The chances are you will not notice the group of women sitting on the upturned beer crates behind a truck pit stop on the N1 outside Colesberg.
Niki*, like the others lounging nearby, is dressed in an assortment of sexually suggestive attire. In flirtatious tones the group solicit their clients, mostly truck drivers, enticing them with offers of a memorable “quickie” for “only R70”.
For almost a year now, Niki has been assiduously operating at this site. In what she describes as a nomadic trade with a short shelf life, she finds this particular pit stop to be accommodating to her needs.
On the premises, the National Bargaining Council for the Road Freight and Logistics Industry in partnership with Mercedes-Benz, FUSO, Unitrans as well as the Department of Health have put up a mobile wellness clinic to meet the various health needs confronting not only truck drivers and the sex workers but even the occasional odd walk-in patient from the surrounding community.
According to Mlungisi Nqolwana, the clinic co-ordinator, the centre offers more than a one-stop-shop for sexual health services, but also a vast array of health assistance to the said groups.
“Our scope includes tending to common ailments like flu to chronic illnesses such as diabetes, high blood pressure which, given the nature of the trucking profession, tends to be a common hazard.
“We dispense chronic treatment including ARV treatment, counselling services and free condoms,” says Nqolwana.
Operationally the clinic is tailored around the needs of truck drivers and, by default, sex workers. It’s doors swing open at 4.30pm, only closing at 10.30pm and by the time the sex workers have met their night’s first clients they have been provided with condoms and whatever other assistance they might need.
Nqolwana also mentions how he often deals with escorts or call-girls who provide sexual services from private lodgings. Given Colesberg’s location, quite literally in the centre of the country, there has been a steady increase on this side of the sex trade too.
Despite the ANC resolving to decriminalise sex work at its 54th Elective Conference at Nasrec in December 2017, under the Sexual Offences Act of 1957 it remains illegal to buy and sell sex in South Africa.
Groups like Sex Workers Education and Advocacy Taskforce (SWEAT) and Sisonke Sex Worker Movement advocate towards total decriminalisation and a “rights-based” approach to sex work while others have called for the adoption of the so-called Nordic or Equality Model which criminalises only the buying and third-party-end - pimps and brothels of the sex trade.
These groups’ aspirations, however, were swiftly dashed in May 2017 following the release of a report by the South African Law Reform Commission, which favours continued criminalisation, or alternatively compromising to settle on partial criminalisation.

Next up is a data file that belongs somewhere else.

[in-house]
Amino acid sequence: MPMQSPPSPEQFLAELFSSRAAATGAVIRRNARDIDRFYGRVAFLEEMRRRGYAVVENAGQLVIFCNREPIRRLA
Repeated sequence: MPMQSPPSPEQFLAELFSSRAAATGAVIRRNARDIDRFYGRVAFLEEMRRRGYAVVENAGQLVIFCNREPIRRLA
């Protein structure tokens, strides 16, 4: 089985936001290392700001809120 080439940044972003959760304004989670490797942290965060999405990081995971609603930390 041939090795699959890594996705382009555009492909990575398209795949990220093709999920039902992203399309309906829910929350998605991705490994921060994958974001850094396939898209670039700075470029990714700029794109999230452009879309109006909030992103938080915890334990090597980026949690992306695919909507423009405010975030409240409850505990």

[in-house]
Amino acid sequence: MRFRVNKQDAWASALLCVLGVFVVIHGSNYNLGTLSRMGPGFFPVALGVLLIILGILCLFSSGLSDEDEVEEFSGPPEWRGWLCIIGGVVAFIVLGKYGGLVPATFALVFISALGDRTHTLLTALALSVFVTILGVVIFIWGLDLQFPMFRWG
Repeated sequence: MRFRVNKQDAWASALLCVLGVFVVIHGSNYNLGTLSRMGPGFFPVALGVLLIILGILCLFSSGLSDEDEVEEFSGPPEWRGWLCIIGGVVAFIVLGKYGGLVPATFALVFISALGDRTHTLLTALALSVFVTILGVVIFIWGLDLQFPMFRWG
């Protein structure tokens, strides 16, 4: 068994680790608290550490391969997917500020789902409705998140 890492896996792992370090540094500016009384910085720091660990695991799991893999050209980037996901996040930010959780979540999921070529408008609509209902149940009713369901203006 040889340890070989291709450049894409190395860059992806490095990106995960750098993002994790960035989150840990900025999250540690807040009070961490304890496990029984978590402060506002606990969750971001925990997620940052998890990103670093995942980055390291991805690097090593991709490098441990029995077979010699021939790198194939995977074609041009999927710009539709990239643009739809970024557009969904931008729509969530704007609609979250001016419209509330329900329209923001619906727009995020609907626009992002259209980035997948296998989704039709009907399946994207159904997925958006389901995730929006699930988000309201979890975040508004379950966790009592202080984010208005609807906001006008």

With pronouncements like “prostitution does not fit comfortably into the international definition of decent work” the report has invited considerable criticism, particularly from the sex worker movement and some sections of the feminist fringe who espouse that sex workers should, at the very least, have the final say on their own bodies.
Jolandi Lottering, who works for the NGO Partners to Sexual Health (PSH) with its offices in uptown Colesberg, has been closely involved with local sex providers.
“Our services, given that our project to provide sex workers with the specialised Red Umbrella condom expired three months ago, are now focused on counselling and information services.”
Obviously, she says, given the current legal status of sex work there is little else that PSF can do for them.
“One of the common gripes, for instance, among sex workers is being powerless with clients who refuse to pay for ‘services rendered’ as it were. They are disempowered to open up criminal cases with the police services in such instances.”
This, for 42-year-old Niki, is a common occurrence, although she and her colleagues say they have devised ways around it. “I never keep money on my person,” she says. “I leave it with one of the other girls when going into a truck”.
Originally from Port Elizabeth she has worked the N1 route for over five years before settling permanently in Colesberg. Unlike certain towns she has operated in, here, she says, provided their dealings are kept away from the glare of mainstream customers, management of the premises seemingly turn a blind eye.
“We never have to deal with mistreatment or being chased off like dogs.”
She lists unemployment as the primary reason for doing what she does. With several mouths back home dependent solely on her, she sees no alternative but to weather all that is associated with the world’s oldest profession.
According to her, girls as young as 18 are “onopaka” (colloquial to nomadic sex workers) - packed and ready to go - hitching lifts on trucks from town to town in exchange for sexual favours.
* Not her real name.